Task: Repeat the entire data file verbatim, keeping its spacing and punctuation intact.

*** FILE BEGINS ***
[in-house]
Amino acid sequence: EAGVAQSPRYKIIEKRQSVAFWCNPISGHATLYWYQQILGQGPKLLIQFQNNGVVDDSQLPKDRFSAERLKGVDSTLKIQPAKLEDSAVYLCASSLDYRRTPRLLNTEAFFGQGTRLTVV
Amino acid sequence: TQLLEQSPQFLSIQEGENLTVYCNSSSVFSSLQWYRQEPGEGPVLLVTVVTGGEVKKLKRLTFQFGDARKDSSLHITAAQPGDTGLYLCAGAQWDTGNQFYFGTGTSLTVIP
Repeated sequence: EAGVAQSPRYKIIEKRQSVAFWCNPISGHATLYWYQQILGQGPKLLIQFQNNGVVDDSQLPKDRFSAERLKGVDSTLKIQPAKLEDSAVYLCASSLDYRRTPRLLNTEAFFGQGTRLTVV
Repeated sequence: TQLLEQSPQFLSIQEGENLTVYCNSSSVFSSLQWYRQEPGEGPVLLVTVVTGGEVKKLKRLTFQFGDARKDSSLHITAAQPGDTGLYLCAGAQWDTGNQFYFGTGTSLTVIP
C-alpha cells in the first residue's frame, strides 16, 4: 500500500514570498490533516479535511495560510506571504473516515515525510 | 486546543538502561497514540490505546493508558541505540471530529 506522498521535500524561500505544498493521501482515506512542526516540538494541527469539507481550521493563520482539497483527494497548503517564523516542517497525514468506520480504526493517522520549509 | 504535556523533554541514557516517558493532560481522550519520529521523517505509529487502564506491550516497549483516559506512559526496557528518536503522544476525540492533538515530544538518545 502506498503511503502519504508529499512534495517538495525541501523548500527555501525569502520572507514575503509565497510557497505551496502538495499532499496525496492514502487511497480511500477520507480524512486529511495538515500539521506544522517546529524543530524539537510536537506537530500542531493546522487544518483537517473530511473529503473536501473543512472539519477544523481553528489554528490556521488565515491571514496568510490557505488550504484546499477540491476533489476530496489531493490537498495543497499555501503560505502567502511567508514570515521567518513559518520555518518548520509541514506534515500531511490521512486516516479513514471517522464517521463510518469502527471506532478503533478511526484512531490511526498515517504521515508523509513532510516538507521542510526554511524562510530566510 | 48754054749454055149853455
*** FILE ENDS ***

[in-house]
Amino acid sequence: EAGVAQSPRYKIIEKRQSVAFWCNPISGHATLYWYQQILGQGPKLLIQFQNNGVVDDSQLPKDRFSAERLKGVDSTLKIQPAKLEDSAVYLCASSLDYRRTPRLLNTEAFFGQGTRLTVV
Amino acid sequence: TQLLEQSPQFLSIQEGENLTVYCNSSSVFSSLQWYRQEPGEGPVLLVTVVTGGEVKKLKRLTFQFGDARKDSSLHITAAQPGDTGLYLCAGAQWDTGNQFYFGTGTSLTVIP
Repeated sequence: EAGVAQSPRYKIIEKRQSVAFWCNPISGHATLYWYQQILGQGPKLLIQFQNNGVVDDSQLPKDRFSAERLKGVDSTLKIQPAKLEDSAVYLCASSLDYRRTPRLLNTEAFFGQGTRLTVV
Repeated sequence: TQLLEQSPQFLSIQEGENLTVYCNSSSVFSSLQWYRQEPGEGPVLLVTVVTGGEVKKLKRLTFQFGDARKDSSLHITAAQPGDTGLYLCAGAQWDTGNQFYFGTGTSLTVIP
C-alpha cells in the first residue's frame, strides 16, 4: 500500500514570498490533516479535511495560510506571504473516515515525510 | 486546543538502561497514540490505546493508558541505540471530529 506522498521535500524561500505544498493521501482515506512542526516540538494541527469539507481550521493563520482539497483527494497548503517564523516542517497525514468506520480504526493517522520549509 | 504535556523533554541514557516517558493532560481522550519520529521523517505509529487502564506491550516497549483516559506512559526496557528518536503522544476525540492533538515530544538518545 502506498503511503502519504508529499512534495517538495525541501523548500527555501525569502520572507514575503509565497510557497505551496502538495499532499496525496492514502487511497480511500477520507480524512486529511495538515500539521506544522517546529524543530524539537510536537506537530500542531493546522487544518483537517473530511473529503473536501473543512472539519477544523481553528489554528490556521488565515491571514496568510490557505488550504484546499477540491476533489476530496489531493490537498495543497499555501503560505502567502511567508514570515521567518513559518520555518518548520509541514506534515500531511490521512486516516479513514471517522464517521463510518469502527471506532478503533478511526484512531490511526498515517504521515508523509513532510516538507521542510526554511524562510530566510 | 48754054749454055149853455